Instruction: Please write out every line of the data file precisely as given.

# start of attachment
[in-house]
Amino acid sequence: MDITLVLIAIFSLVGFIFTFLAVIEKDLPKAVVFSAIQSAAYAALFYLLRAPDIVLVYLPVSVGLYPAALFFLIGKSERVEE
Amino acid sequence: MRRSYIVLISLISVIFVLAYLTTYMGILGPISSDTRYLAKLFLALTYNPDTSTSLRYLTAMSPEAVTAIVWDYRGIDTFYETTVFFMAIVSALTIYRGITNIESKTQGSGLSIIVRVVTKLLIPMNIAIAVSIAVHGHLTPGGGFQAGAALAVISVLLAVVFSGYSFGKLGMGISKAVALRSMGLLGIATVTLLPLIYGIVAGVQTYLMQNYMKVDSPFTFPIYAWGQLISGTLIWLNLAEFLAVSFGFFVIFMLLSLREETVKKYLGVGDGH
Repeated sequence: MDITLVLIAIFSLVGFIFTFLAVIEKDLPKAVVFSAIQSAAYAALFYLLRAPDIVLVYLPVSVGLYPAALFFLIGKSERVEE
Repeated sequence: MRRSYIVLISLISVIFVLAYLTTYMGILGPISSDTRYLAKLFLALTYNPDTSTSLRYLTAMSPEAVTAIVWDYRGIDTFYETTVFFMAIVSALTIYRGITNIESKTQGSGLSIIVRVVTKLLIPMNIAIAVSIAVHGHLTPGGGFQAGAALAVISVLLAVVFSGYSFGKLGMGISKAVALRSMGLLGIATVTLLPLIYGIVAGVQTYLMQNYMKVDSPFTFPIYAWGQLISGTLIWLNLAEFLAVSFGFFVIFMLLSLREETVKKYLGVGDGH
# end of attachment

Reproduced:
[in-house]
Amino acid sequence: MDITLVLIAIFSLVGFIFTFLAVIEKDLPKAVVFSAIQSAAYAALFYLLRAPDIVLVYLPVSVGLYPAALFFLIGKSERVEE
Amino acid sequence: MRRSYIVLISLISVIFVLAYLTTYMGILGPISSDTRYLAKLFLALTYNPDTSTSLRYLTAMSPEAVTAIVWDYRGIDTFYETTVFFMAIVSALTIYRGITNIESKTQGSGLSIIVRVVTKLLIPMNIAIAVSIAVHGHLTPGGGFQAGAALAVISVLLAVVFSGYSFGKLGMGISKAVALRSMGLLGIATVTLLPLIYGIVAGVQTYLMQNYMKVDSPFTFPIYAWGQLISGTLIWLNLAEFLAVSFGFFVIFMLLSLREETVKKYLGVGDGH
Repeated sequence: MDITLVLIAIFSLVGFIFTFLAVIEKDLPKAVVFSAIQSAAYAALFYLLRAPDIVLVYLPVSVGLYPAALFFLIGKSERVEE
Repeated sequence: MRRSYIVLISLISVIFVLAYLTTYMGILGPISSDTRYLAKLFLALTYNPDTSTSLRYLTAMSPEAVTAIVWDYRGIDTFYETTVFFMAIVSALTIYRGITNIESKTQGSGLSIIVRVVTKLLIPMNIAIAVSIAVHGHLTPGGGFQAGAALAVISVLLAVVFSGYSFGKLGMGISKAVALRSMGLLGIATVTLLPLIYGIVAGVQTYLMQNYMKVDSPFTFPIYAWGQLISGTLIWLNLAEFLAVSFGFFVIFMLLSLREETVKKYLGVGDGH